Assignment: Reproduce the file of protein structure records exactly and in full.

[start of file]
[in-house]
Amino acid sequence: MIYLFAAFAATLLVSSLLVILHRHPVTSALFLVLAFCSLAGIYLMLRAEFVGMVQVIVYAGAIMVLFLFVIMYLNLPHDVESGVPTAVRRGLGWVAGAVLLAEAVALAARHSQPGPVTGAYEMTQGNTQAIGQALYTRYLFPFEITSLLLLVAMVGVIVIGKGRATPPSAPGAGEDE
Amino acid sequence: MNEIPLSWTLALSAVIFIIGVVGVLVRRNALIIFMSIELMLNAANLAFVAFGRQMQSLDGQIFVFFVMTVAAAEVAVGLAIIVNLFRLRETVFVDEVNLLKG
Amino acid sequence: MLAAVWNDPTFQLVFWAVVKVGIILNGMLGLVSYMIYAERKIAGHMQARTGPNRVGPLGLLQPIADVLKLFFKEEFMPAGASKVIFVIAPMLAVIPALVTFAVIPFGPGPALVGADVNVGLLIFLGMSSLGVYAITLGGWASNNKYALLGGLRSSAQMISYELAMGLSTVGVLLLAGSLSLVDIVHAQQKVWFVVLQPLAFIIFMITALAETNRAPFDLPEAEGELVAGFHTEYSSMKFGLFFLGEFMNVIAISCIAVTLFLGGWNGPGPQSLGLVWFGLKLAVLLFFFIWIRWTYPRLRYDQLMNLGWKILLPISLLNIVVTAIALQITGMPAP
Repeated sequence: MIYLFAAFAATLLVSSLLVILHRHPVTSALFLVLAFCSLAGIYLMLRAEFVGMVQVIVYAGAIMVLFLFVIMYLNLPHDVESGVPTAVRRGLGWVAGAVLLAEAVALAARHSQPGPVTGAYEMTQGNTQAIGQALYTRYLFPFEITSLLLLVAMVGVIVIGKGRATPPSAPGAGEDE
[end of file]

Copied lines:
[in-house]
Amino acid sequence: MIYLFAAFAATLLVSSLLVILHRHPVTSALFLVLAFCSLAGIYLMLRAEFVGMVQVIVYAGAIMVLFLFVIMYLNLPHDVESGVPTAVRRGLGWVAGAVLLAEAVALAARHSQPGPVTGAYEMTQGNTQAIGQALYTRYLFPFEITSLLLLVAMVGVIVIGKGRATPPSAPGAGEDE
Amino acid sequence: MNEIPLSWTLALSAVIFIIGVVGVLVRRNALIIFMSIELMLNAANLAFVAFGRQMQSLDGQIFVFFVMTVAAAEVAVGLAIIVNLFRLRETVFVDEVNLLKG
Amino acid sequence: MLAAVWNDPTFQLVFWAVVKVGIILNGMLGLVSYMIYAERKIAGHMQARTGPNRVGPLGLLQPIADVLKLFFKEEFMPAGASKVIFVIAPMLAVIPALVTFAVIPFGPGPALVGADVNVGLLIFLGMSSLGVYAITLGGWASNNKYALLGGLRSSAQMISYELAMGLSTVGVLLLAGSLSLVDIVHAQQKVWFVVLQPLAFIIFMITALAETNRAPFDLPEAEGELVAGFHTEYSSMKFGLFFLGEFMNVIAISCIAVTLFLGGWNGPGPQSLGLVWFGLKLAVLLFFFIWIRWTYPRLRYDQLMNLGWKILLPISLLNIVVTAIALQITGMPAP
Repeated sequence: MIYLFAAFAATLLVSSLLVILHRHPVTSALFLVLAFCSLAGIYLMLRAEFVGMVQVIVYAGAIMVLFLFVIMYLNLPHDVESGVPTAVRRGLGWVAGAVLLAEAVALAARHSQPGPVTGAYEMTQGNTQAIGQALYTRYLFPFEITSLLLLVAMVGVIVIGKGRATPPSAPGAGEDE